Installing the most common applications in Linux can be a breeze. Most consumer distributions of Linux have some form of application repository and a program which enables the user to search through and install the ones they want, such as the Ubuntu Software Center. This is great until you need to install something that isn’t in the software centre. Where on Windows there is usually just one file you can run and install in a few simple steps, Linux is a bit more complicated. Most of the time you are left to your own devices to navigate the minefield of choosing which type of download you would like, what distribution the download is for, what dependencies they rely on, and the amazing complexity of trying to run the program after you have managed to find what you think is the right file. What is the problem with making it as simple as Windows?

Driver support on Linux is probably the most visible, and frustrating problem. Linux, having been designed to run on just about everything, has both a wide array of supported hardware and at the same time limited and sub-par support for some of the most common things. This can mainly be attributed to the the fact that because next to nothing ships with Linux out of the box there is no motivation for hardware OEM’s support it. Similarly, support for hardware in general is based on adoption and demand, if no one has the hardware that requires the driver then there is no need to write it. This combination of lack of official support and the lack of widespread demand for drivers is a serious headache for anyone thinking of using Linux. This “Driver Paradox” is the cause of many of the shortcomings of installing Linux on a computer, such as: the wireless not working, power management killing battery life, lack of working media keys, and much much more. Thus when someone goes to install Linux on their computer, whether it be a laptop or a desktop, chances are there will be at least one feature that isn’t working like it should on Windows. For example, on my ThinkPad X220 I am able to get 6, maybe 7, hours of battery life using the balanced power profile while running Windows 7 or 8. On Ubuntu, or Linux Mint, the battery will last for 4 hours if I am lucky. This is a very real example of how the lack of optimization can cause noticeable shortfalls because, although Linux might be less system intensive, if the power management and chip-set drivers aren’t as refined as they are on Windows the experience will suffer noticeably.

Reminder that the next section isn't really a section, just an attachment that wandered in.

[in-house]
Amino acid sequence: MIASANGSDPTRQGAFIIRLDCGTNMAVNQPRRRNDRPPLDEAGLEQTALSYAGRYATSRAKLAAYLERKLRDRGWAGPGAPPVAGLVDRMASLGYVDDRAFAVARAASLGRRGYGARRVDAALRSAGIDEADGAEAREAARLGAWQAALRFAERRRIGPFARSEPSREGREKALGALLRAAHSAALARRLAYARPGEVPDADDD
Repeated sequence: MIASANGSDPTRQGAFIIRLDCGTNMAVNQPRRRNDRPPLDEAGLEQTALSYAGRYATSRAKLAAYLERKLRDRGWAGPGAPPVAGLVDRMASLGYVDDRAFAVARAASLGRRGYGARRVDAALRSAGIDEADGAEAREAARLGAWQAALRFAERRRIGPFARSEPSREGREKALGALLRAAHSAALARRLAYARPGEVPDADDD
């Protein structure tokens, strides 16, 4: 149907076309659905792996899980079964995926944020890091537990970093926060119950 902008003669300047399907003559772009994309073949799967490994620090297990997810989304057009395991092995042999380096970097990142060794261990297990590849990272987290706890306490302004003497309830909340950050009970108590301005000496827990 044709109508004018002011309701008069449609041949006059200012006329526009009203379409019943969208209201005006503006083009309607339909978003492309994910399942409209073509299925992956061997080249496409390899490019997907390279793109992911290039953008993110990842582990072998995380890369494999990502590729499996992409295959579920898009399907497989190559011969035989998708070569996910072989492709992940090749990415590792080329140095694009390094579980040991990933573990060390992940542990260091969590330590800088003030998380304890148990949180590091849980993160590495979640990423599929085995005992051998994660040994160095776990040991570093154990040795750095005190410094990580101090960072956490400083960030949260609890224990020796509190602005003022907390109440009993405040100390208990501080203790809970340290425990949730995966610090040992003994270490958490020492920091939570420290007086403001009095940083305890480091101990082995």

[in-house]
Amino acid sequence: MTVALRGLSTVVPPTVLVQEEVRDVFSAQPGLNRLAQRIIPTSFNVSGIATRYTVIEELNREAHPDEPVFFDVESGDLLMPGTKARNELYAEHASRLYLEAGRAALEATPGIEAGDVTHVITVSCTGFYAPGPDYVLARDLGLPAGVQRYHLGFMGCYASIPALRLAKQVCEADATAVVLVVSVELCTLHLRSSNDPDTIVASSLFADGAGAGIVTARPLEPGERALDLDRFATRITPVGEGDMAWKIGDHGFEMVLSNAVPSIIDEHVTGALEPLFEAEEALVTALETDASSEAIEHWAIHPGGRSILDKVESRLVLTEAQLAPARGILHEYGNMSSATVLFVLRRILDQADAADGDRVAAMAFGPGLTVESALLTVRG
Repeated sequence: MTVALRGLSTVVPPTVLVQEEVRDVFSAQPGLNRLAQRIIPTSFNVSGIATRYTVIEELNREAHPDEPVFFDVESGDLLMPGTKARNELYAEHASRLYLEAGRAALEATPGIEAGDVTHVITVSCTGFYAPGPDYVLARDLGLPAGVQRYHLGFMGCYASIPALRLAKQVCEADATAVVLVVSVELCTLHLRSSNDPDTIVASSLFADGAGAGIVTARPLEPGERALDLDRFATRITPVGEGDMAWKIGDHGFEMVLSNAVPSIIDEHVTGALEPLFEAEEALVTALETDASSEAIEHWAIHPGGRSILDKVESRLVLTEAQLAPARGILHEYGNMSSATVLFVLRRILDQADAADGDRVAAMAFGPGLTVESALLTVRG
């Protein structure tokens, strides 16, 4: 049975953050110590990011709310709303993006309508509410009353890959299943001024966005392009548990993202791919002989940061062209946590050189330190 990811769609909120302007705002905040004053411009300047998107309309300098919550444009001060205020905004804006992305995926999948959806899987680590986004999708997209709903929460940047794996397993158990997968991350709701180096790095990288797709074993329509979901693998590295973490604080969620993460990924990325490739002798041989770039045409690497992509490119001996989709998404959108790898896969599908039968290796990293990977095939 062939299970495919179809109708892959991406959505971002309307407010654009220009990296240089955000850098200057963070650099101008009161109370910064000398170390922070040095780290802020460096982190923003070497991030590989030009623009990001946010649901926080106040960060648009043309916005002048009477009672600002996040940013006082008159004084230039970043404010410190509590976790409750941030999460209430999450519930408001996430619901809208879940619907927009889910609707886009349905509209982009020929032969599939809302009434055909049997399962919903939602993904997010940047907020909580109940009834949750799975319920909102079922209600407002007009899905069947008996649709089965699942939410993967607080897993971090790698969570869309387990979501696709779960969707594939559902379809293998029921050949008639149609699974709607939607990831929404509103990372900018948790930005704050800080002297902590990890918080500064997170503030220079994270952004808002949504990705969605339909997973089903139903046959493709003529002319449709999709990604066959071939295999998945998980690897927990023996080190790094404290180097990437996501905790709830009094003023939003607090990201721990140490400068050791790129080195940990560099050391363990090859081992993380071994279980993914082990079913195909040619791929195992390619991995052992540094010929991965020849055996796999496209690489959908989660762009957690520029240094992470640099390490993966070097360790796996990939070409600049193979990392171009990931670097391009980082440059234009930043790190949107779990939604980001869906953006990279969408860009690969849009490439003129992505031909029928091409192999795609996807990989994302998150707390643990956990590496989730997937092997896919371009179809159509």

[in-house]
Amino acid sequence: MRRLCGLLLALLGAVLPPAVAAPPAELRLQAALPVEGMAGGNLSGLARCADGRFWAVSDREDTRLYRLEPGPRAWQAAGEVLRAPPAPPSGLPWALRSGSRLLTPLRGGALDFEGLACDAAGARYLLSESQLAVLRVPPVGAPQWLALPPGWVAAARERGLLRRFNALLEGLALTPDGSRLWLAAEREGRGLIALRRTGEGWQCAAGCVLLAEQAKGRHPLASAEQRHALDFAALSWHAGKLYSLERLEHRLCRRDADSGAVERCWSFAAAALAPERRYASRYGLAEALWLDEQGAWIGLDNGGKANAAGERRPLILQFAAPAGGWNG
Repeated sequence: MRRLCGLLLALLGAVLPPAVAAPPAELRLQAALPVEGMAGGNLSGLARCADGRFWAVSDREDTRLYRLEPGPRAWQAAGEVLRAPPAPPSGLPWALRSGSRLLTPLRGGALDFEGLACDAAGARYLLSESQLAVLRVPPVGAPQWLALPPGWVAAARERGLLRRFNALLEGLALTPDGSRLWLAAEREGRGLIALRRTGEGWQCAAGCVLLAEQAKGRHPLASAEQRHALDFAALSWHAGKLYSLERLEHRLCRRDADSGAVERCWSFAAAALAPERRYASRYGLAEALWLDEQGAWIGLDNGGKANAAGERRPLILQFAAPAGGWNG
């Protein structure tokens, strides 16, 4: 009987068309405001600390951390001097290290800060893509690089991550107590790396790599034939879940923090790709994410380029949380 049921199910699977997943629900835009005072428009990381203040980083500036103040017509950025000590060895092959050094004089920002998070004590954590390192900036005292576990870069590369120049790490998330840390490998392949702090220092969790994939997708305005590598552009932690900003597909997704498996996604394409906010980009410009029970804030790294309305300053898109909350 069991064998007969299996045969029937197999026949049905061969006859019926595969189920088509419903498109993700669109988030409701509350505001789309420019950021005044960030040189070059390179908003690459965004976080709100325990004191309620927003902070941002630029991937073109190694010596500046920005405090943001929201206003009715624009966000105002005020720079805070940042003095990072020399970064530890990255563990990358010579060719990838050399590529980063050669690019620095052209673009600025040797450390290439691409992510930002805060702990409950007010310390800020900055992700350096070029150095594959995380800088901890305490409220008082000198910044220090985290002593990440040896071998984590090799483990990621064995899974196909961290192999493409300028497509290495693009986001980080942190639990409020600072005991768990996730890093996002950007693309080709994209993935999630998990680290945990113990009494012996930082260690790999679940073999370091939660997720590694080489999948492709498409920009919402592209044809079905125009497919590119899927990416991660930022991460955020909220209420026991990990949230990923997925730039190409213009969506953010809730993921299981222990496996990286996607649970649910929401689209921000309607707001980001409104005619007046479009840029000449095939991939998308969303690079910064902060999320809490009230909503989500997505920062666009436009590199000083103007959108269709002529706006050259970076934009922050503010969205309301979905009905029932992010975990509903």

So as it stands, running Linux on a computer, whether it be a laptop or a desktop, is a crap shoot. There are some amazing aspects of Linux both in its user interface and its software distribution. Unfortunately this experience is ruined by the constant reliance on the command line for performing anything more than the most basic tasks, the lack of user-friendly beginner-intermediate documentation, the complexity of installing programs from outside the repository, and terrible driver support which cripples the full potential of the hardware. If I was Canonical (or other Linux software distributors) I would spend less time trying to break into the mobile market, or adding flash UI features, and more time trying to get desktop Linux in a usable state.